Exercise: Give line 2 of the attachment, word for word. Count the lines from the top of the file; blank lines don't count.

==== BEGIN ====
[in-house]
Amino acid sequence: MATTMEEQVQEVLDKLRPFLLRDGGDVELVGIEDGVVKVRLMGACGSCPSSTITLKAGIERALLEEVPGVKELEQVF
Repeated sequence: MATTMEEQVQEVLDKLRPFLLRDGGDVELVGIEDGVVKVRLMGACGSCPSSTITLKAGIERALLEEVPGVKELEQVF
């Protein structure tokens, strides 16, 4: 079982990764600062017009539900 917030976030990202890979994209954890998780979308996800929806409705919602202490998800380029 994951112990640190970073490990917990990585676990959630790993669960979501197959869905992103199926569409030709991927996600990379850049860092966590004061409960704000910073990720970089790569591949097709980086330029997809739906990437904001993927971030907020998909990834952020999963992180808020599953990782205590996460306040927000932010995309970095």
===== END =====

Amino acid sequence: MATTMEEQVQEVLDKLRPFLLRDGGDVELVGIEDGVVKVRLMGACGSCPSSTITLKAGIERALLEEVPGVKELEQVF